SCHENECTADY — Like father, like son.
The son, Union sophomore forward Josh Jooris, wants to duplicate what his father, Mark, did with Rensselaer Polytechnic Institute in 1985 — win an NCAA hockey title.
Josh Jooris and the rest of the Dutchmen will get that opportunity starting today. Union (26-7-7) will face Ferris State (25-11-5) in the NCAA Frozen Four semifinal at 4:30 p.m. at the Tampa Bay Times Forum.
If the Dutchmen beat the Bulldogs, they will advance to the championship game at 7 p.m. Saturday against the winner of the Boston College-Minnesota semifinal.
Gazette reporter Ken Schott provides video coverage of Frozen Four press conferences held Wednesday. Click HERE.
"It would mean a lot [to win a title]," Josh Jooris said this week at Messa Rink. "It would be great to follow in his footsteps."
And Mark Jooris would love to see it.
"That would be awesome," said Mark Jooris, who played at RPI from 1982-86. "We really know how bad he wants it, and we're pulling for him."
Josh Jooris has heard the stories from his dad about that magical 1984-85 season, when the Engineers rolled to a 35-2-1 record and the second NCAA title in program history. They went 32-0-1 over their final 33 games.
After winning the quarterfinal series against Lake Superior State, 1-0-1, RPI advanced to the Frozen Four at Joe Louis Arena in Detroit. Back then, the semifinals were played on separate nights. The Engineers played the second semifinal on March 29, and needed double overtime to down Minnesota Duluth, 6-5. The Engineers came back the next night to edge Providence, 2-1, in the championship game.
"He's told me a lot about his college experiences at RPI, and what an unbelievable time it was during that national championship run and how much it means," Josh Jooris said. "If he could have those four years back, especially that championship year; he really cherished those four years, and he made sure he got that message across to me. I'm just taking this all in. Hopefully, we can get it done."
There is another motivating factor for Josh Jooris. Every time his Dad comes to watch him play, he is always wearing his championship ring.
"I don't know if he's rubbing it in," Josh Jooris says. "He's always flaunting that ring around. Hopefully, I can get one of those, too."
"Hopefully, we'll be comparing them soon," Mark Jooris said.
Mark Jooris, who had 84 goals and 99 assists in 117 career games at RPI, sees similarities between his Engineers team and his son's squad, particularly with a hard lesson learned the season before reaching the Frozen Four.
RPI won the 1983-84 ECAC regular-season and tournament titles. The Engineers hosted North Dakota in the first-to-three points series. But the Fighting Sioux won the series by scores of 5-4 and 4-2.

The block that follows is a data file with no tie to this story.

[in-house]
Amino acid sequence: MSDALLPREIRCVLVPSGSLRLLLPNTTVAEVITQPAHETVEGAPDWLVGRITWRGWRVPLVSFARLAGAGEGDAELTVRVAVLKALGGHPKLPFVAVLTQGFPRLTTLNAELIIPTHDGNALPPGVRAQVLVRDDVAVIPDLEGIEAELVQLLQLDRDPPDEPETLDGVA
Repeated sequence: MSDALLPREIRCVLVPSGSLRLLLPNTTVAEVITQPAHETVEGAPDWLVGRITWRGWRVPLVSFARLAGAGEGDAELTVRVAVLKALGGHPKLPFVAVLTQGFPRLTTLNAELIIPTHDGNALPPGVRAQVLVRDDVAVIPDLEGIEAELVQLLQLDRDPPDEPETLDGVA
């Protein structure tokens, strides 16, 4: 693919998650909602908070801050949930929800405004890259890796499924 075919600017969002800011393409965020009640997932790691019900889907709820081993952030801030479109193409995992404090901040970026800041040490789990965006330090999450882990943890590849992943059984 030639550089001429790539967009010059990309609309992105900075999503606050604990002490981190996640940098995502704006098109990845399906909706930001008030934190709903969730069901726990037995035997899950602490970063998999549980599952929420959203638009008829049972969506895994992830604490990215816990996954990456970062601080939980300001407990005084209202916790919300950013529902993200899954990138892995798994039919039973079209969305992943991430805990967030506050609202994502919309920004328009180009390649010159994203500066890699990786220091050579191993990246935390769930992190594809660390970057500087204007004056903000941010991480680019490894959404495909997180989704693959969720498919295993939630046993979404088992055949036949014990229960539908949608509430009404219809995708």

Union won the 2010-11 ECAC Hockey regular-season championship. But it lost to Colgate in the ECACH tournament best-of-three quarterfinals, and then were ousted in the NCAA tournament by Minnesota Duluth.
"They were there last year, and they were pretty excited about being there and felt they accomplished something," Mark Jooris said. "This year, they're just not satisfied. I remember that feeling my second year, when we won the ECACs. It was the same thing, we were pretty good and we accomplished something, and [then] getting beat out.
"These guys haven't reached their goal. I have a great feeling about the way they're approaching things."
Josh Jooris has been on a roll in the postseason.
In six games, he has three goals and six assists. He was particularly strong in the ECACH championship round. Jooris had a goal and three assists in the 6-2 semifinal win over Colgate, and had a goal and an assist in the 3-1 championship game triumph over Harvard. Jooris scored the game-winning goal and had an assist in last Saturday's 4-2 win over UMass Lowell in the NCAA East Regional final. He was named to the all-regional team.
In eight of his last 10 games, Jooris has had at least one point. He has eight goals and 20 assists in 37 games this season.
"I'm just gaining some of that confidence back," Jooris said. "I'm just keeping things simple. Earlier in the year, maybe I tried to do too much, and I got a little off my game."
And Jooris got healthy, too.
"I know he was battling something there with the ankle for a while," Union coach Rick Bennett said. "Sometimes, those high-ankle sprains take a toll on a guy. Once he got 100 percent fully healthy, his game took off. He's skating much better, and more importantly, he's shooting the puck a lot better. That helps a lot."